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Retail banks on regeneration

A large truss forms the roof of the main retail floor and supports the piled wall

A large truss forms the roof of the main retail floor and supports the piled wall

Situated on a large embankment, a new retail development is dependent on a large steel truss to not only provide the necessary shopping space, but also the stability to an adjacent piled wall.

Morrisons supermarket, Bargoed, South Wales
Main client: Simons Developments, Caerphilly County Council
Architect: HMA
Main contractor: Simons Construction
Structural engineer: Capita Symonds
Steelwork contractor: Caunton Engineering
Steel tonnage: 1,000t
Project value: £24M

The former South Wales mining town of Bargoed is in the midst of a £30M regeneration scheme, a programme that aims to revitalise the community and bring new job opportunities to the area.

A new relief road and connecting viaduct, as well as a bridge over the Rhymney River have recently been completed, improving transportation links and removing traffic from the previously congested main streets of Bargoed.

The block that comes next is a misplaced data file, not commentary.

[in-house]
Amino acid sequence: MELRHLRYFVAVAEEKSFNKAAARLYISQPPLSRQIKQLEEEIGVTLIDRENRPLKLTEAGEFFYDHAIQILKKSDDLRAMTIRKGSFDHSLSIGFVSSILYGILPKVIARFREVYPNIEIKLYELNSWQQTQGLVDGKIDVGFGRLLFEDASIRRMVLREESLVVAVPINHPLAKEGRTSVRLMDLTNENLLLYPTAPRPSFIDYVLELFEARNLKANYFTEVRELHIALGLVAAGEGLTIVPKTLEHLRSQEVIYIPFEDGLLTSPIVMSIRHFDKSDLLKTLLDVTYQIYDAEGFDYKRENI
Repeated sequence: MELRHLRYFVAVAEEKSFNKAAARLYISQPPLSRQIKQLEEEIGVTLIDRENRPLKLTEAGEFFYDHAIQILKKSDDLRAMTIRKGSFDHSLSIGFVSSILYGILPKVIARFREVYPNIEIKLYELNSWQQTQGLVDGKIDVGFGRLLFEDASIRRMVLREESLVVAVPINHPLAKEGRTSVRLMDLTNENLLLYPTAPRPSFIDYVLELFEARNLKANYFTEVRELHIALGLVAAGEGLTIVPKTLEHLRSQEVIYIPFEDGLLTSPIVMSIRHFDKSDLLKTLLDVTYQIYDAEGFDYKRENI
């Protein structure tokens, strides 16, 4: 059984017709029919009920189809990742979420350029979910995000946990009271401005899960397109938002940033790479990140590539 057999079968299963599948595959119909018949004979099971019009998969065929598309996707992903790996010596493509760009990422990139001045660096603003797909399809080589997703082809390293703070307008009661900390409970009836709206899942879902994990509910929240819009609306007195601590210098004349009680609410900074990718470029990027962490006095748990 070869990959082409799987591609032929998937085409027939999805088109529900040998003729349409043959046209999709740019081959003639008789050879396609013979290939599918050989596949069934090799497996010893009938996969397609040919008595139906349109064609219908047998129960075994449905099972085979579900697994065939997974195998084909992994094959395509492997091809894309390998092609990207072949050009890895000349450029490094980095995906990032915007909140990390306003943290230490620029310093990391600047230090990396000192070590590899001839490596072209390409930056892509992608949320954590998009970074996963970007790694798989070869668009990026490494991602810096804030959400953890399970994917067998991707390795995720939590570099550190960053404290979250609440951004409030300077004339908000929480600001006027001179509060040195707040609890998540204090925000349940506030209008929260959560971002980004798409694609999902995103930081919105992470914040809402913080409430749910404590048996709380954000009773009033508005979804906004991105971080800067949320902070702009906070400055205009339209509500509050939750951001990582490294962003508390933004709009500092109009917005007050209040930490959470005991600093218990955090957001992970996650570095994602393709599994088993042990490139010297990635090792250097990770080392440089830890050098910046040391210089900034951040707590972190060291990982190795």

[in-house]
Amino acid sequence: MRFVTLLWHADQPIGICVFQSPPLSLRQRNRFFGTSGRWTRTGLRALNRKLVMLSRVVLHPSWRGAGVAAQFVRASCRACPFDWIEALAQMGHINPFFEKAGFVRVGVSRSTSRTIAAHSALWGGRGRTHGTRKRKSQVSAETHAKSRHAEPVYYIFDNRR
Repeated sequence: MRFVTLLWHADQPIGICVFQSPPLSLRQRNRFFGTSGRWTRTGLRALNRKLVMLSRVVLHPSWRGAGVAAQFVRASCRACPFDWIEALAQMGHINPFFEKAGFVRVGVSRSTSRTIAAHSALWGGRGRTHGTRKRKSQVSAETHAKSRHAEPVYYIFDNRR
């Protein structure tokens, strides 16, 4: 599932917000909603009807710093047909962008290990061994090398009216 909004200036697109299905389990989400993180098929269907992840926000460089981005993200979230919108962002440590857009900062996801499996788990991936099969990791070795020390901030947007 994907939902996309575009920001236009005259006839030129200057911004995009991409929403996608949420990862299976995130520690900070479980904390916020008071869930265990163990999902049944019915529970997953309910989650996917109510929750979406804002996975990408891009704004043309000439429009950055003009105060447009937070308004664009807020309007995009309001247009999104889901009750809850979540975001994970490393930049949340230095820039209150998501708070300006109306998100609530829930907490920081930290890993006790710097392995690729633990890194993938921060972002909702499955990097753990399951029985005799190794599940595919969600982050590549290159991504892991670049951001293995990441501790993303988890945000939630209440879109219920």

Central to the overall plan is the rejuvenation of commerce and this will be achieved with a large scale retail development, based around a 5,200m² Morrisons supermarket being constructed in the town centre.

Known as the Retail Development Plateau, the 2.2 hectare site is situated on a 300m long × 20m high reinforced embankment, said to be the largest of its type in the UK.

The plateau over looks the Rhymney River valley and backs onto Bargoed’s main shopping street. The plateau was cut into the hillside by main contractor Simons, a job that saw 23,000m³ of spoil to be excavated and removed.

The face of the cutting is formed with a contiguous piled wall, 11m at its highest and 130m long. This had to be reinforced with temporary anchors during excavation.

Steelwork contractor Caunton Engineering has a design and build contract for this project and it designed the structural frame to support the piles.

“The temporary anchors have to remain in place until the steel frame is complete and the concrete decking is on, then the diaphragm action will also help to support the wall,” explains David Wilson, Simons Senior Project Manager.

A series of portals crown the development

A series of portals crown the development

Visualisation of the completed scheme

Visualisation of the completed scheme

Prefabricated nodes have allowed the project team to quickly erect the site’s main truss

Prefabricated nodes have allowed the project team to quickly erect the site’s main truss

“Steel’s speed of construction is important as the quicker the frame is up the quicker the contiguous piled wall is permanently supported.”

In order to allow the completed steel frame to resist the loads from the piles, a 24m deep horizontal truss has been installed and concealed within the project’s retail floors.